Think Progress's Matthew Yglesias has this post about, well, the title. There are a whole host of issues I have on the subject, which boils down to: women are paid less than men. So long as the phrase goes: "equal pay for equal work" I have no problem with it. In fact I am a huge fan of that notion. People who take more time off work for family issues (children, ailing parents, spouse, whatever) are NOT DOING EQUAL WORK. Now, that sounds mean, but to ask a company to pay two people the same amount when one is doing less work, is not payment equality, and it does not matter the gender, or age, or anything else that may be different between the two.
The trouble with family responsibilities discrimination is that it is a perfectly legitimate form of discrimination: paying someone who works less, less. Now, this does not mean that it is employed in a fair manner, but that is a much more complex issue as year over year percent increases compound, and many industries/companies don't use a linear scale anyway.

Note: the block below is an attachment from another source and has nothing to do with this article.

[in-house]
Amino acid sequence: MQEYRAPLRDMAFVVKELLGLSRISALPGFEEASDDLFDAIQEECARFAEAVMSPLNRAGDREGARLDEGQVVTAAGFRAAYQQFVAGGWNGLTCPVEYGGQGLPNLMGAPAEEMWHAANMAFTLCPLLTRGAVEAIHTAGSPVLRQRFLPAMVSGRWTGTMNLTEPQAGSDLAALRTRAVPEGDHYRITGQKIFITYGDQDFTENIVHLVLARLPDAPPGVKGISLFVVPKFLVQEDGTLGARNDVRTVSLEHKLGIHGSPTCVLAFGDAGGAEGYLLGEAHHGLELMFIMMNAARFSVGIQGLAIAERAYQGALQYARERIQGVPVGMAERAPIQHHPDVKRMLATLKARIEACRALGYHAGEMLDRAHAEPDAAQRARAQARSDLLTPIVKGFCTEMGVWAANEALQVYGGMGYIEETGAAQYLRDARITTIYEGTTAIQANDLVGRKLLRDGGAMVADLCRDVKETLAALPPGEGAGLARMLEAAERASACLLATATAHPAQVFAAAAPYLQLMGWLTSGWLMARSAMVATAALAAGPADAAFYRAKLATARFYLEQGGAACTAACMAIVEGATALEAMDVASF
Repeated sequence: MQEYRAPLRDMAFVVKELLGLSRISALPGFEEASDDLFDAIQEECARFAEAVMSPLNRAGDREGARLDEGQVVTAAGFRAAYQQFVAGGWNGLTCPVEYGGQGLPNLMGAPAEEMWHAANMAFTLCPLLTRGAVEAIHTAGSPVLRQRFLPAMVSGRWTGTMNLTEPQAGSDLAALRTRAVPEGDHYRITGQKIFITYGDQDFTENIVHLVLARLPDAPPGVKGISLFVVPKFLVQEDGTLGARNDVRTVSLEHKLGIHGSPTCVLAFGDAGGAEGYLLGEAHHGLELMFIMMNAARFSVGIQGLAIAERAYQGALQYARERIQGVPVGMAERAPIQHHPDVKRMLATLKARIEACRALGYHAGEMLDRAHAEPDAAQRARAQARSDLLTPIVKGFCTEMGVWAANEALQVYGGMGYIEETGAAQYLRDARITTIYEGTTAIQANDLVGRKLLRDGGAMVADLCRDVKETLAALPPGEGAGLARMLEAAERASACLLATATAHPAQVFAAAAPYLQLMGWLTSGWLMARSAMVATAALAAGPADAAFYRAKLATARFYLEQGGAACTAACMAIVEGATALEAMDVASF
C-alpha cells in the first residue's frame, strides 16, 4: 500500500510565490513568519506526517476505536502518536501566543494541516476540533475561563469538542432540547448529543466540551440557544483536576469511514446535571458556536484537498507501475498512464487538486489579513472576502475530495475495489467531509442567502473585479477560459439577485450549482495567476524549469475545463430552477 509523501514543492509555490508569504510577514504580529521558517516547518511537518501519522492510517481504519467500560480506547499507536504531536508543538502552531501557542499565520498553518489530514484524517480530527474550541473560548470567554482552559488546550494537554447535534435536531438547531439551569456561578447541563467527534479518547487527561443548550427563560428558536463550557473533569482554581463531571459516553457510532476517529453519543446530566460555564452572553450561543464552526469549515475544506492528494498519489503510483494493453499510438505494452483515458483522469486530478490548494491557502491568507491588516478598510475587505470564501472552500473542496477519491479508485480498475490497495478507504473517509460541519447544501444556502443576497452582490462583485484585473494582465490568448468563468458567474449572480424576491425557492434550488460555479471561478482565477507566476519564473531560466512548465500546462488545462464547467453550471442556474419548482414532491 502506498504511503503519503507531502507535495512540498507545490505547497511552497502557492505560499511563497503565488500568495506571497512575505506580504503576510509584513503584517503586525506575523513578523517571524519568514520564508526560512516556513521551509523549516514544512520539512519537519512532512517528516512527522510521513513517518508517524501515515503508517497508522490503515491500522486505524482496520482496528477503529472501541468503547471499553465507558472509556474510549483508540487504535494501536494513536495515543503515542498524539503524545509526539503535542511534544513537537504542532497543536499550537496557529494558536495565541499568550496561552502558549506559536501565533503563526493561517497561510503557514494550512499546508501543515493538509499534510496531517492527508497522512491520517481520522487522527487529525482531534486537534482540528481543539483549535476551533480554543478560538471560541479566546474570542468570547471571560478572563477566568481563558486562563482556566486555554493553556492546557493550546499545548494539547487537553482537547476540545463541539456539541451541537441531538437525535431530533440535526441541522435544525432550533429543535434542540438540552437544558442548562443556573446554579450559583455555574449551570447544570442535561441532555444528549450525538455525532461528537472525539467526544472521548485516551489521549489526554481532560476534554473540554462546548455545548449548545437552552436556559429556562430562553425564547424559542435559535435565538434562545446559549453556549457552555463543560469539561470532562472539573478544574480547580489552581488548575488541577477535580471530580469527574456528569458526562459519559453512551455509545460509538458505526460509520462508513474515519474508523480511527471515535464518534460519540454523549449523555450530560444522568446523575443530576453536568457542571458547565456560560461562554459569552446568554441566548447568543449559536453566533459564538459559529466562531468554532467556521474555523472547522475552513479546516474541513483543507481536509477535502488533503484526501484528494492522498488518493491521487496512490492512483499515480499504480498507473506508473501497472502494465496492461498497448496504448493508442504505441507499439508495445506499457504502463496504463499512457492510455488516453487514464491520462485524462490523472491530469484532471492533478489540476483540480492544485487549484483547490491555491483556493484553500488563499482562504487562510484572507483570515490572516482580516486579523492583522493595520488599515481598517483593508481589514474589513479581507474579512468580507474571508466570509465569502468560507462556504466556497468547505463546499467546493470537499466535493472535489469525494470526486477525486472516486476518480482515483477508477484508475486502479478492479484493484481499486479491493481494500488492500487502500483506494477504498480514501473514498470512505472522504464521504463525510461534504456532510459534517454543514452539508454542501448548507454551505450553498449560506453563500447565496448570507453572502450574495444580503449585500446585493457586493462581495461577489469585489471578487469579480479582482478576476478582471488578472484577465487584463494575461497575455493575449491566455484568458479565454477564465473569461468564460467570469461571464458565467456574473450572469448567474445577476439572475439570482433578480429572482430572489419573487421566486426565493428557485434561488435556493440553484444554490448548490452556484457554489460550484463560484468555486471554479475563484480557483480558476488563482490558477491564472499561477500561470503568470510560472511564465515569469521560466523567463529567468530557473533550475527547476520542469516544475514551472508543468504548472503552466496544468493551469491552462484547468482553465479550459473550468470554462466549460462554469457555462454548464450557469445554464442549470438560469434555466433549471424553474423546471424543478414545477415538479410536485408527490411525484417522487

I appreciate that men can't get pregnant and so this is inherently unfair. But neither is it fair to compensate two people the same when one does more work. I am genuinely torn by the whole thing. Unlike some of my peers, I have no problem with, a university hiring a woman over an equally qualified man because of her gender. I don't really even have a problem if she is less quantitatively qualified, as measurable differences (# papers, impact factor of the journals, etc.) between two applicants for tenure-track positions are generally a crap method for hiring anyway, and basing it on gender is at least non-random. On the other hand, if it is a known policy to hire women over men (who are least equally qualified) then that places an excessive burden on those women to produce, and getting pregnant does have a tendency to be viewed as counter productive.
Again, the issue is very complicated.